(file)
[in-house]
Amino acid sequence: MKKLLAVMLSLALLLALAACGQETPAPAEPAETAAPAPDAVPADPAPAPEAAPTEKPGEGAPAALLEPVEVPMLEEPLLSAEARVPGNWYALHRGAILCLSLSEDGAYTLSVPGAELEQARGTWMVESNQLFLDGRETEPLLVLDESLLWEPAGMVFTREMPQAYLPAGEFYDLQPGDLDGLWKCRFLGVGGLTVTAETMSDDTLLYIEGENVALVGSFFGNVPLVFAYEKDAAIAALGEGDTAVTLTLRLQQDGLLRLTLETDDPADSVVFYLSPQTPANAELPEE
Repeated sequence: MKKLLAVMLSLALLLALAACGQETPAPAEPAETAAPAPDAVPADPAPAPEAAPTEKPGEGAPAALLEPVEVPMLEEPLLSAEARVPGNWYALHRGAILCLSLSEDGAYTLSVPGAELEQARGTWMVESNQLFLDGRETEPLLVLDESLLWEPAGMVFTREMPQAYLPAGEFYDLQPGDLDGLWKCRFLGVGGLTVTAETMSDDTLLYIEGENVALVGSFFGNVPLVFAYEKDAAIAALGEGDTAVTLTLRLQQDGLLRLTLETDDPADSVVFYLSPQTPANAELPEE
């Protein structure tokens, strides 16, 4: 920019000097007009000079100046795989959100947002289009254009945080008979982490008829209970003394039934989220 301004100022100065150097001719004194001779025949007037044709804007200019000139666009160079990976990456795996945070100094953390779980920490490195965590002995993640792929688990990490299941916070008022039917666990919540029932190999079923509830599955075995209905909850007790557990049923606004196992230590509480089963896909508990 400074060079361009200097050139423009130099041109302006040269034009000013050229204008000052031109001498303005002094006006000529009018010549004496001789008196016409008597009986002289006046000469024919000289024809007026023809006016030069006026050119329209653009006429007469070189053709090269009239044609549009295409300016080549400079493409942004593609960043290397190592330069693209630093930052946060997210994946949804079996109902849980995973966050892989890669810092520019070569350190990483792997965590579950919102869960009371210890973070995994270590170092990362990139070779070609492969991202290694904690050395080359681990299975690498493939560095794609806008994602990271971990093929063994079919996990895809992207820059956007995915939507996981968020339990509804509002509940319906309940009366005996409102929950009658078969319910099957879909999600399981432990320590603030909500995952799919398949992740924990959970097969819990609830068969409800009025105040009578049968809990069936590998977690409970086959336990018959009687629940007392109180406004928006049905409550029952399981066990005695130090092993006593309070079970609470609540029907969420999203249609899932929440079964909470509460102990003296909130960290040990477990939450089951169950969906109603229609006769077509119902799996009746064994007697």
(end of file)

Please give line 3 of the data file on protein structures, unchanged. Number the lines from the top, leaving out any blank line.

Repeated sequence: MKKLLAVMLSLALLLALAACGQETPAPAEPAETAAPAPDAVPADPAPAPEAAPTEKPGEGAPAALLEPVEVPMLEEPLLSAEARVPGNWYALHRGAILCLSLSEDGAYTLSVPGAELEQARGTWMVESNQLFLDGRETEPLLVLDESLLWEPAGMVFTREMPQAYLPAGEFYDLQPGDLDGLWKCRFLGVGGLTVTAETMSDDTLLYIEGENVALVGSFFGNVPLVFAYEKDAAIAALGEGDTAVTLTLRLQQDGLLRLTLETDDPADSVVFYLSPQTPANAELPEE